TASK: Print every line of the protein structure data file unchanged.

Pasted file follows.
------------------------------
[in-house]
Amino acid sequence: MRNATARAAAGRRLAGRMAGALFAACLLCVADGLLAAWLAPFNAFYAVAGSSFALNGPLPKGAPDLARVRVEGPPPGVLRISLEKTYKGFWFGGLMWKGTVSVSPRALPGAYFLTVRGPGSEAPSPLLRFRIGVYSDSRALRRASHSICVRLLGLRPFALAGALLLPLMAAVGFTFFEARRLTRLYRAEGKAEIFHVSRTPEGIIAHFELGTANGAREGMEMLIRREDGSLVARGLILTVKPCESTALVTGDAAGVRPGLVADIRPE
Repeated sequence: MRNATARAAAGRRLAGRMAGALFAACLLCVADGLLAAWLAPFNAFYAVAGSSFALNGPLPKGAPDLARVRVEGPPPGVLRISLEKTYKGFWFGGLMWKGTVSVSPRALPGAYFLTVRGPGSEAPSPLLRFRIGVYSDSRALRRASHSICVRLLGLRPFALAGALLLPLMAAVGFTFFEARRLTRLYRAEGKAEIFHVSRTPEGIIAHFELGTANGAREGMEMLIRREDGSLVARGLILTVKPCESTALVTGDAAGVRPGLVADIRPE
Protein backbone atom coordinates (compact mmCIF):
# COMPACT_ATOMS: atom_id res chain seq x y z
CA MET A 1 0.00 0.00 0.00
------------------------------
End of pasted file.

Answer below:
[in-house]
Amino acid sequence: MRNATARAAAGRRLAGRMAGALFAACLLCVADGLLAAWLAPFNAFYAVAGSSFALNGPLPKGAPDLARVRVEGPPPGVLRISLEKTYKGFWFGGLMWKGTVSVSPRALPGAYFLTVRGPGSEAPSPLLRFRIGVYSDSRALRRASHSICVRLLGLRPFALAGALLLPLMAAVGFTFFEARRLTRLYRAEGKAEIFHVSRTPEGIIAHFELGTANGAREGMEMLIRREDGSLVARGLILTVKPCESTALVTGDAAGVRPGLVADIRPE
Repeated sequence: MRNATARAAAGRRLAGRMAGALFAACLLCVADGLLAAWLAPFNAFYAVAGSSFALNGPLPKGAPDLARVRVEGPPPGVLRISLEKTYKGFWFGGLMWKGTVSVSPRALPGAYFLTVRGPGSEAPSPLLRFRIGVYSDSRALRRASHSICVRLLGLRPFALAGALLLPLMAAVGFTFFEARRLTRLYRAEGKAEIFHVSRTPEGIIAHFELGTANGAREGMEMLIRREDGSLVARGLILTVKPCESTALVTGDAAGVRPGLVADIRPE
Protein backbone atom coordinates (compact mmCIF):
# COMPACT_ATOMS: atom_id res chain seq x y z
CA MET A 1 0.00 0.00 0.00